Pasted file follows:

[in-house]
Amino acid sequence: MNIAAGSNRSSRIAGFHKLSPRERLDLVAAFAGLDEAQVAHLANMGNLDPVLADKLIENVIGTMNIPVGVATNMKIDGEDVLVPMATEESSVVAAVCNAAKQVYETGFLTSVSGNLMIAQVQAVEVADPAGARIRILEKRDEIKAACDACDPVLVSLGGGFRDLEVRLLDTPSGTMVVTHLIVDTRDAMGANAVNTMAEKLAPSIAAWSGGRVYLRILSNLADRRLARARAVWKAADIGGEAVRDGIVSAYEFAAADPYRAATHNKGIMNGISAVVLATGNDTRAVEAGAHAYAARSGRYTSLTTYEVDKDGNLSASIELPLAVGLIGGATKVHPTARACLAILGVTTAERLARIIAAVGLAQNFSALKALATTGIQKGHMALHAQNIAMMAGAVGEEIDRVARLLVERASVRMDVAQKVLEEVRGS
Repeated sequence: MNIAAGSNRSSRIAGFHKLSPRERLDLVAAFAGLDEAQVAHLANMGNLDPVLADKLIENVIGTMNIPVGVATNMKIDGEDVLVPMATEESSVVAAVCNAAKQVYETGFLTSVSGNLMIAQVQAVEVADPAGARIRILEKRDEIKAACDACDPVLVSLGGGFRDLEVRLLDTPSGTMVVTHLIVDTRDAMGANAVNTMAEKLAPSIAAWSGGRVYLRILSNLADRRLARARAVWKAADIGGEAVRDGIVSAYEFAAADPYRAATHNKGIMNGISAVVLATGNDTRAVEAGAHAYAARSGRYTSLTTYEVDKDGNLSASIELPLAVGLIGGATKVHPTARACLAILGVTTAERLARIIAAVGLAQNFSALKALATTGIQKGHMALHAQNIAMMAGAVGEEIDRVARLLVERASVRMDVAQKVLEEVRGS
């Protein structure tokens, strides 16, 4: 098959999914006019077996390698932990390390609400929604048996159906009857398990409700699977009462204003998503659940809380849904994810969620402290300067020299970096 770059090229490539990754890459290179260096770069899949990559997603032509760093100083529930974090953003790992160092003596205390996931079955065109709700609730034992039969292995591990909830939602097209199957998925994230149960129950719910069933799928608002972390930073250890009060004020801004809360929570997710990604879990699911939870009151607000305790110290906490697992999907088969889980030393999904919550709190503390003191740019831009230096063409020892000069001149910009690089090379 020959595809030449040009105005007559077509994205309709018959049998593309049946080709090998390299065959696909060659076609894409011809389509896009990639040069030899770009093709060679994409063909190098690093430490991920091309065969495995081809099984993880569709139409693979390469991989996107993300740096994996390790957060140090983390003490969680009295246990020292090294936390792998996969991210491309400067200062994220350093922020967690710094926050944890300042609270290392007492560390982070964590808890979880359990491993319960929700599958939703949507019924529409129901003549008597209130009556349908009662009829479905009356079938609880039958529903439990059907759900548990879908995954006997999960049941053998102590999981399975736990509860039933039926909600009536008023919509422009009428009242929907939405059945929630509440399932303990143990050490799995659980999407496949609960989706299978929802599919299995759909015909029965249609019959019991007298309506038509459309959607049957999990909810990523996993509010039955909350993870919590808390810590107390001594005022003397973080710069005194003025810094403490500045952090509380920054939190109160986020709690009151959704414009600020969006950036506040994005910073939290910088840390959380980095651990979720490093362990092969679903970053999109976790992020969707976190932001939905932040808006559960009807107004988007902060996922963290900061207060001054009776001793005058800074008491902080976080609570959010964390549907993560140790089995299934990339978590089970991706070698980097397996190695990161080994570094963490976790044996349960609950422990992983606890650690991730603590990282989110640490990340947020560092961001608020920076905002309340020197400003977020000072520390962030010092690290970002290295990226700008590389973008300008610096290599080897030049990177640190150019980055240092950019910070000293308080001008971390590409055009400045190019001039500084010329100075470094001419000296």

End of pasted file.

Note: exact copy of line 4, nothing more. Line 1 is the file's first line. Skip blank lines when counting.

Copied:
């Protein structure tokens, strides 16, 4: 098959999914006019077996390698932990390390609400929604048996159906009857398990409700699977009462204003998503659940809380849904994810969620402290300067020299970096 770059090229490539990754890459290179260096770069899949990559997603032509760093100083529930974090953003790992160092003596205390996931079955065109709700609730034992039969292995591990909830939602097209199957998925994230149960129950719910069933799928608002972390930073250890009060004020801004809360929570997710990604879990699911939870009151607000305790110290906490697992999907088969889980030393999904919550709190503390003191740019831009230096063409020892000069001149910009690089090379 020959595809030449040009105005007559077509994205309709018959049998593309049946080709090998390299065959696909060659076609894409011809389509896009990639040069030899770009093709060679994409063909190098690093430490991920091309065969495995081809099984993880569709139409693979390469991989996107993300740096994996390790957060140090983390003490969680009295246990020292090294936390792998996969991210491309400067200062994220350093922020967690710094926050944890300042609270290392007492560390982070964590808890979880359990491993319960929700599958939703949507019924529409129901003549008597209130009556349908009662009829479905009356079938609880039958529903439990059907759900548990879908995954006997999960049941053998102590999981399975736990509860039933039926909600009536008023919509422009009428009242929907939405059945929630509440399932303990143990050490799995659980999407496949609960989706299978929802599919299995759909015909029965249609019959019991007298309506038509459309959607049957999990909810990523996993509010039955909350993870919590808390810590107390001594005022003397973080710069005194003025810094403490500045952090509380920054939190109160986020709690009151959704414009600020969006950036506040994005910073939290910088840390959380980095651990979720490093362990092969679903970053999109976790992020969707976190932001939905932040808006559960009807107004988007902060996922963290900061207060001054009776001793005058800074008491902080976080609570959010964390549907993560140790089995299934990339978590089970991706070698980097397996190695990161080994570094963490976790044996349960609950422990992983606890650690991730603590990282989110640490990340947020560092961001608020920076905002309340020197400003977020000072520390962030010092690290970002290295990226700008590389973008300008610096290599080897030049990177640190150019980055240092950019910070000293308080001008971390590409055009400045190019001039500084010329100075470094001419000296």